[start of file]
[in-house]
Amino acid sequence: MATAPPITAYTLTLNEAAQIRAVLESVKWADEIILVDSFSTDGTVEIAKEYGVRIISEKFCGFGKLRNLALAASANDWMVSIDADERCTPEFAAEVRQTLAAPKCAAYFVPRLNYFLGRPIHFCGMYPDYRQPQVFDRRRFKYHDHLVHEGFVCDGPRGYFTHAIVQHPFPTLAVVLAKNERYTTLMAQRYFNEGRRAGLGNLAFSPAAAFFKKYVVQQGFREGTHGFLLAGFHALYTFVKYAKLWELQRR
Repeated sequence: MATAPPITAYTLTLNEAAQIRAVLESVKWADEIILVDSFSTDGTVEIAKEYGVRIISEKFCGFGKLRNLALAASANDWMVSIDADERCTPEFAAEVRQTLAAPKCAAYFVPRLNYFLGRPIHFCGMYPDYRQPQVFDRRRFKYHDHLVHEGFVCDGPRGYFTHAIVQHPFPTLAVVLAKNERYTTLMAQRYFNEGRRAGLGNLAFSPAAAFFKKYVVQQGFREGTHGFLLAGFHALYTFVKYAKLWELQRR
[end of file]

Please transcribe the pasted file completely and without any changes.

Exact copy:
[in-house]
Amino acid sequence: MATAPPITAYTLTLNEAAQIRAVLESVKWADEIILVDSFSTDGTVEIAKEYGVRIISEKFCGFGKLRNLALAASANDWMVSIDADERCTPEFAAEVRQTLAAPKCAAYFVPRLNYFLGRPIHFCGMYPDYRQPQVFDRRRFKYHDHLVHEGFVCDGPRGYFTHAIVQHPFPTLAVVLAKNERYTTLMAQRYFNEGRRAGLGNLAFSPAAAFFKKYVVQQGFREGTHGFLLAGFHALYTFVKYAKLWELQRR
Repeated sequence: MATAPPITAYTLTLNEAAQIRAVLESVKWADEIILVDSFSTDGTVEIAKEYGVRIISEKFCGFGKLRNLALAASANDWMVSIDADERCTPEFAAEVRQTLAAPKCAAYFVPRLNYFLGRPIHFCGMYPDYRQPQVFDRRRFKYHDHLVHEGFVCDGPRGYFTHAIVQHPFPTLAVVLAKNERYTTLMAQRYFNEGRRAGLGNLAFSPAAAFFKKYVVQQGFREGTHGFLLAGFHALYTFVKYAKLWELQRR